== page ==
We reach the factory. Typically, a factory will have a showroom full of samples of dishware, serving, gift and decorative pieces that they have produced. We take a look. This is a particularly sophisticated factory, with good design.



They are working on a line of bakeware and accessory pieces in the factory now, so we ask if we can have a look. It helps us to know what their capabilities are. I’m always completely fascinated.


Pressing clay into bowl molds.


Drying the bowls on racks and racks.


And firing those bowls.


And there are many other shapes… see how everything is hand-touched? In some way, everything is handmade. This is a startling revelation to many, but people are the key part of the process, still. I so appreciate this, and I never cease to be amazed at the technique, the dedication, and the talent.




Teapots on their way into the kiln for the first firing. This is the bisque firing round, then glaze will be applied and they’ll be fired again. If there is a decal or hand painting to be added, that is yet another step and another trip through the kiln.


Unloading the kiln. It takes people to do all this.


Tables and shelves of glazed pieces, ready for the next step in the process.


These are bright yellow glazed baking dishes, with brown hand painted trim. They’ll most likely have lids added before they are carefully checked over by quality control. They’ll then be labeled and packed, loaded on a truck and taken to the nearest port, filled into a container, put onto a very large ship, and take the many-weeks long journey across the sea.


 Some that didn’t make it …


And then after (or during) all that… tea. We are always offered tea. Another ages-old tradition that is culturally rich and much appreciated.

We will visit other factories today, which offer slightly different product, designs, and skill level. These hours will be full of experiences, efficiencies, and hopefully, effectiveness. This factory is the best quality and the most advanced of the day. It’s worth remembering. We’ll see if we can work together on design and pricing to keep our costs in line. It’s an ever-evolving process, and we try to build strong relationships, so that each party benefits and we can grow together.


And then we begin the long drive back to the hotel in Xiamen. One spends a lot of time in a van in China. There will be more windows to look out of, more things to wonder about and record in my mind and maybe, if I’m fast enough, on film.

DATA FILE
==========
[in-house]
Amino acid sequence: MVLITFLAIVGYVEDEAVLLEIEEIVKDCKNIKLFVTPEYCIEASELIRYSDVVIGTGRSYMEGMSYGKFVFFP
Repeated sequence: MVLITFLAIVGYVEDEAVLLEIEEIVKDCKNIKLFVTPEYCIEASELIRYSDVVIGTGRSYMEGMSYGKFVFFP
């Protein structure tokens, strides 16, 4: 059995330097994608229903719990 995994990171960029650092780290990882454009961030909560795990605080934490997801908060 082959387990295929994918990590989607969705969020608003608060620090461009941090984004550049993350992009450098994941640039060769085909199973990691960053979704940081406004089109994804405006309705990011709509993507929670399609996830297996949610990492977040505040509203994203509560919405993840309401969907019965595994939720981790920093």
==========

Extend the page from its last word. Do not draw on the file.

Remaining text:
He is the egg man….



[All images courtesy of Margo Tantau unless otherwise credited]

Hearing about Margo’s adventures on the road makes you realise how complex and exciting the home décor industry really is. If you would like to have people like Margo bringing your art to life, on anything from cushions to cupboards, sofas to vases, don’t miss our upcoming class ‘MATS: Creating Collections for Home Décor’. It starts on May 16 and this will be the last time we run the class this year. Margo will guide you through designing for the top five most popular materials for home décor – ceramics, wood, glass, fabric and wood/MDF. It is a fascinating class and pushes artists to produce some of the most commercially viable pieces we have seen emerge from any class anywhere. Book your spot here.

What is it really like to live a full time art career? The good, the bad and the ugly… and how to make it work

As someone who spent the first part of her career as an illustrator, paying the rent with the pictures she made, and the second part of her career representing professional artists, no-one knows better than Lilla how awesome, but also at times how difficult, a professional art career can be.

In today’s short video Lilla shares why she loves this career choice, what is tough about it, and how to keep the motivation up for the longterm.

Lilla would love to hear what you thought – why not join her on Periscope on Tuesdays to chat?

We hope this inspires you to stick with it!

Wondering which class is right for you?

We often get asked which of our courses are right for a particular artist, and it can be hard to choose from all the awesome courses on offer! So we have created a quick roadmap of where to begin! So watch Lilla give an overview of all of the awesome classes we offer. (And don’t miss the chance to access our classes at bargain prices in our Spring Sale, on until Friday April 8!)

We have also prepared a handy PDF to help you work out which class is for you. Download it here.

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Our BIG Spring Sale is here!  Special pricing on all of these fabulous classes.


See you in class!

How to thrive with a creative mind